Gardner’s recent decision to challenge Mark Udall , above, likely altered the Democratic Party’s estimates of how much money it would be forced to spend there this fall.
Senate Republicans aren’t just widening their path to the majority with each new seat added to the competitive map, they’re also increasing the odds Democrats will have to spend money in states beyond the top battlegrounds.
Faced with such a lopsided map this cycle, Senate Democrats were undoubtedly budgeting to spend in at least 10 states. The party is defending nearly two-thirds of the three dozen seats up in November, and a third of their seats are in states President Barack Obama lost in 2012.
But as Republicans continue to fill their candidate roster in potentially competitive races — most recently adding Rep. Cory Gardner in Colorado — it means more money Democrats may have to spend on seats not among their most vulnerable.
“When you expand the playing field, it really does change the dynamics of what you’re planning on doing,” said Dan Allen, a Republican consultant and former operative at the National Republican Senatorial Committee. “It’s one more you’re adding to the list that you’re going to have to be fighting for and also spending and dedicating resources in. That’s where the math becomes problematic.”
Gardner’s recent decision to challenge Democratic Sen. Mark Udall likely altered the Democratic Party’s estimates of how much money it would be forced to spend there this fall, even though the party remains confident about Udall’s chances to prevail.
To be sure, in a swing state such as Colorado in a midterm cycle, the Democratic Senatorial Campaign Committee and Democrat-aligned outside groups might have felt compelled to expend resources against Ken Buck, who was waging his second Senate campaign until Gardner entered the race. Buck’s flaws as a candidate were exposed during his unsuccessful 2010 Senate campaign, when the DSCC spent about $8 million defending Michael Bennet in a cycle that cost Democrats six seats.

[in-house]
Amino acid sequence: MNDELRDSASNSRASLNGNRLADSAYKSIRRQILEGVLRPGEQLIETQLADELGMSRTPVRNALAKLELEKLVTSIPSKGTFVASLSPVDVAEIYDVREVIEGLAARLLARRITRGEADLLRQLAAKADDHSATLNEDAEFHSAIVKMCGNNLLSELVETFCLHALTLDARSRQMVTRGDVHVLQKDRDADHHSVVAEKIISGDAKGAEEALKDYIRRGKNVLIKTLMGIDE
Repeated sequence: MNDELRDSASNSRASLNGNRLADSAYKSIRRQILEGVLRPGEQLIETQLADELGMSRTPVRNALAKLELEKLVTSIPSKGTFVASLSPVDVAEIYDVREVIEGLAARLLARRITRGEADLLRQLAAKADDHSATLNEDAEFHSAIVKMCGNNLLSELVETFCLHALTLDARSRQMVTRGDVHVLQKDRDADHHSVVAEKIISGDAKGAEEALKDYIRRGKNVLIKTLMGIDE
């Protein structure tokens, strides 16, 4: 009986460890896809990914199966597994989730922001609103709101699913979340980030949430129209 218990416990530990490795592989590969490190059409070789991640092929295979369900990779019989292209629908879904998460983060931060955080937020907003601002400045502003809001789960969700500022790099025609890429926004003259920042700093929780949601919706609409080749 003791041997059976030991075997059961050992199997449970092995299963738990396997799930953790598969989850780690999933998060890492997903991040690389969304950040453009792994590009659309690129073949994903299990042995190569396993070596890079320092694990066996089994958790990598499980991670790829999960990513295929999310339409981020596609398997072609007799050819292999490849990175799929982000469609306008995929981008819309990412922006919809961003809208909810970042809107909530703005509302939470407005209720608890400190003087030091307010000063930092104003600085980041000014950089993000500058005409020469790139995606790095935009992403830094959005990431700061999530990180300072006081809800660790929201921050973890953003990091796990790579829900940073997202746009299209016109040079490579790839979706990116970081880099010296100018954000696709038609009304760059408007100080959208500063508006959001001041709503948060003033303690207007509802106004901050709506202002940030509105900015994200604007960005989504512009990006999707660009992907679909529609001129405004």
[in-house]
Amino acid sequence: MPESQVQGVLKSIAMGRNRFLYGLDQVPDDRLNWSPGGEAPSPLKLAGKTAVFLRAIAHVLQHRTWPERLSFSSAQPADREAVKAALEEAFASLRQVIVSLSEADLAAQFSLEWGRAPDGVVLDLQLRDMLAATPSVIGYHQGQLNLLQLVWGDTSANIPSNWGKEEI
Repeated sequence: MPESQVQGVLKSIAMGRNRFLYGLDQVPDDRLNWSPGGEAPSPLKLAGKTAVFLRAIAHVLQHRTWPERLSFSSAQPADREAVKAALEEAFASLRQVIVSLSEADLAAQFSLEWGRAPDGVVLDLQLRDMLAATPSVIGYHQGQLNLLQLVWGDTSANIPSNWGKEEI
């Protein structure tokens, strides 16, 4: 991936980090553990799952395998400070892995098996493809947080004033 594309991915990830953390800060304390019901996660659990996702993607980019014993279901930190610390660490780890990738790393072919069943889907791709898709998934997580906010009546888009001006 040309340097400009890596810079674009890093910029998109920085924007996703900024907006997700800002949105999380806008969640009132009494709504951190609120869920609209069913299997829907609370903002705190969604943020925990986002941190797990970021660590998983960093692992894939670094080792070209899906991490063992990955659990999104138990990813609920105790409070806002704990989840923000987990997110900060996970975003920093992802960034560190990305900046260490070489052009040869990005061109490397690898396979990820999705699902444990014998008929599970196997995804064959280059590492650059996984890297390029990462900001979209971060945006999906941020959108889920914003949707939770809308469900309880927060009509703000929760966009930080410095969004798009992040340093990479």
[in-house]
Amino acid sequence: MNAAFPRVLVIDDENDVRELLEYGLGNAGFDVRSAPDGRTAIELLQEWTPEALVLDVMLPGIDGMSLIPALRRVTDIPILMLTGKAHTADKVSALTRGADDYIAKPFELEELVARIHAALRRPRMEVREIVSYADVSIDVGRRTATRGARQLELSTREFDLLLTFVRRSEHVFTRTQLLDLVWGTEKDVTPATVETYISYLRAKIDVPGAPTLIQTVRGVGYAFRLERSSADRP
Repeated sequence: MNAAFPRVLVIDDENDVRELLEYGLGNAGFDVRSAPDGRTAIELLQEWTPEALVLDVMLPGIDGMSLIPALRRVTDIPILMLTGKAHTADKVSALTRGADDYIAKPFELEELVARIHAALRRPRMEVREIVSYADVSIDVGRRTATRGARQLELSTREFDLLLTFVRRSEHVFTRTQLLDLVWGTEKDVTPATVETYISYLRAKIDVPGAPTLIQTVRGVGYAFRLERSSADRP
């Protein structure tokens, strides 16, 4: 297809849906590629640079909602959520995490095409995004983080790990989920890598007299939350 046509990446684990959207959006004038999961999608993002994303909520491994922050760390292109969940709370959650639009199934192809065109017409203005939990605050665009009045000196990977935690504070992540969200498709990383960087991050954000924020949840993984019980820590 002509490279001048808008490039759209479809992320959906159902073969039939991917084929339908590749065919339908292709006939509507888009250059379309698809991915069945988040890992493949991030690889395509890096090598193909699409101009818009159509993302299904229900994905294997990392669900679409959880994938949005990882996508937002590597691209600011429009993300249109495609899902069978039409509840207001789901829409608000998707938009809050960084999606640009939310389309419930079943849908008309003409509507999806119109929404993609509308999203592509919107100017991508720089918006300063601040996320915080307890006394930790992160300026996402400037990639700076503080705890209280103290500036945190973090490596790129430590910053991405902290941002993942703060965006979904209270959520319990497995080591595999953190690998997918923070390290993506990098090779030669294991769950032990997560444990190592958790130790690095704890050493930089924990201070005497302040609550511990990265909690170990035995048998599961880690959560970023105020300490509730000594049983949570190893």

As other races emerge as potential trouble spots for the DSCC, the party’s money may end up spread more widely than it hoped in a cycle where a similar six-seat loss would this time cost Democrats the majority. The DSCC maintains that the party is prepared.
“Democrats will have the resources necessary to successfully wage top-tier competitive campaigns in all of our races that contrast a Democrat who is fighting for their state with a reckless and irresponsible Republican who is pushing a special interest agenda that’s good for the Koch Brothers and bad for everyone else,” DSCC spokesman Justin Barasky said.
Rep. Elijah Cummings, D-Md., right, hugs Harold Schaitberger, General President of the International Association of Fire Fighters, after the Congressman spoke at the IAFF's Legislative Conference General Session at the Hyatt Regency on Capitol Hill, March 9, 2015. The day featured addresses by members of Congress and Vice President Joe Biden.